Film Review: "In The Fade" is two-thirds excellent, one-third disappointing
In The Fade is an important and sorrowful film - for the most part.
Katja, (played viscerally and harrowingly by Diane Kruger) is a reformed drug user turned suburban mother married to a Kurdish reformed drug seller turned tax advisor, Nuri (Numan Acar in a minor yet career distinguishing role). Together they live in perfect harmony and matrimony with their foul-mouthed yet kind gestured son, Rocco. When a crude bomb kills her reformed criminal husband and her six-year-old son, Katja seeks vengeance and justice against the brutal assailants. Katja’s quest for vengeance begins in court. But her sorrow quickly transforms into rage.
Strangely, what we have awaited the entire film – the third act in which Katja peaks in unrelenting rage and vengeance – is where the film falls apart.
In The Fade is at its strongest when the case is in court. Neo-Nazis are identified as the key suspects in the bombing, though they offer nothing more than silence and blank stares. The opaque, blinding white of the courtroom’s floors and walls is dizzying and intercut perfectly with rainy, lonesome German nights. The two wildly different settings produce an immersive and haunting atmosphere. The lack of any noticeable soundtrack for the majority of the film adds to the feeling of desolation and hatred.
Throughout the film, lingering shots and stark scenes of extreme violence shock the viewer in the best way possible. The violence is artistically rendered; with blood flowing through water and a visceral read-out of the autopsy reports lending themselves to some of In The Fade's most emotional sequences.
The film tackles racial prejudice and the justice system's failure fantastically. Katja’s husband, Nuri, is a German citizen of Kurdish descent, he is agnostic and a role model for reformed prisoners. Yet despite all this and his good behaviour after prison, the first immediate questions asked by police and family in response to the bombing are little more than interrogations: ‘Did he have enemies?’, ‘Was this a revenge attack?’, ‘Was he religiously or politically motivated?’, ‘Did he have ties to the mafia or terrorist organizations?’. It seems impossible that an innocent man of Middle Eastern descent could be the victim.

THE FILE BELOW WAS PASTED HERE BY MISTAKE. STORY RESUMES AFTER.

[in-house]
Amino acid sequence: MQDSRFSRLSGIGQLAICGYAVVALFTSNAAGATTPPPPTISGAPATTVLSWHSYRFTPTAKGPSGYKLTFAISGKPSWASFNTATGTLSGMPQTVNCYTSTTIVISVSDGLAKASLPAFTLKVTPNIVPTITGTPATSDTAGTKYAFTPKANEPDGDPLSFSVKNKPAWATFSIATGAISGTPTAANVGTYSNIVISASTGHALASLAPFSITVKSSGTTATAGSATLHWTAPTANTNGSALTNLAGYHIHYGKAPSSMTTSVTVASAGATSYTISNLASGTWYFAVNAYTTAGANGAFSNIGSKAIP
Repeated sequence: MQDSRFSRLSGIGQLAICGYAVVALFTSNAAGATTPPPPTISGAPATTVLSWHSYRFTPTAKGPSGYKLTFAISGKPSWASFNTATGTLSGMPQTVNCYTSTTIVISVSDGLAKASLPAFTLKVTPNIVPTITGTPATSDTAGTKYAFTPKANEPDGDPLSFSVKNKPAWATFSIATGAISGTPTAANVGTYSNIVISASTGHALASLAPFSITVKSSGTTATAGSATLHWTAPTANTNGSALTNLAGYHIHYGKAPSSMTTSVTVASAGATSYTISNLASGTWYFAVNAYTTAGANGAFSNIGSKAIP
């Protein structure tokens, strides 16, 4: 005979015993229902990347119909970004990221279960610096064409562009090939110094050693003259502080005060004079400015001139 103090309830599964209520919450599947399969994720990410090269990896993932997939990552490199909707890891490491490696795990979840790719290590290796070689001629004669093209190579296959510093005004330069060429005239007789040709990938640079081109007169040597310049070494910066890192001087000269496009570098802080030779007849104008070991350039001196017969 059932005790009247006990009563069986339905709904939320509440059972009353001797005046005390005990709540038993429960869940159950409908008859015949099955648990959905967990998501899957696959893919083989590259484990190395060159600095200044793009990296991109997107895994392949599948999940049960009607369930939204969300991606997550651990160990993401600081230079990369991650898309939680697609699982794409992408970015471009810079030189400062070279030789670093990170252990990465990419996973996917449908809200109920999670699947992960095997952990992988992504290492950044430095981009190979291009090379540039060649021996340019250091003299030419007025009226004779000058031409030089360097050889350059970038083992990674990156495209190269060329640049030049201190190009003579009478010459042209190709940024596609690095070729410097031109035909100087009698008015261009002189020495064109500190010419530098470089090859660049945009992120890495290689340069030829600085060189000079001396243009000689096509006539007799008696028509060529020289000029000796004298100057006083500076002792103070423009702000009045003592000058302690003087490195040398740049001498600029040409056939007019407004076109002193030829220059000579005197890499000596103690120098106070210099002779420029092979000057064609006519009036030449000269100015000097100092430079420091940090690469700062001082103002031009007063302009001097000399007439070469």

Background characters are well utilized. The secret victims of the bombing are portrayed with heartbreaking realism, a guilt-ridden father of one of the assailants offers his condolences to Katja in a heartbreaking sequence. Katja’s immediate and extended family feel the ever-growing separation due to the gap in their bloodline. Friends who are beginning parenthood juxtapose what Katja has lost, as she attempts to live vicariously through their joy of motherhood and matrimony.
The script is powerful, awakening, and punishing in its finest moments, complemented by rich characters and excellent performances that elevate the film above the average thriller - for the most part.
However, much like an explosion, once the bang goes off there is silence, and when the film reaches its tipping point, it never reaches that height again. Whereas the first two-thirds of the film was a bitter and sobering look at the justice system and prejudice, the final third fails to capitalise on that good work; and instead tosses it aside for a gimmicky espionage thriller that feels forced, rushed, and unnecessary.
It is an ending that could have been done right, and be equal to the thoughtfulness and artistry of the rest of the film. Yet the overly ambitious and unnecessary set piece holds this good film back from being great.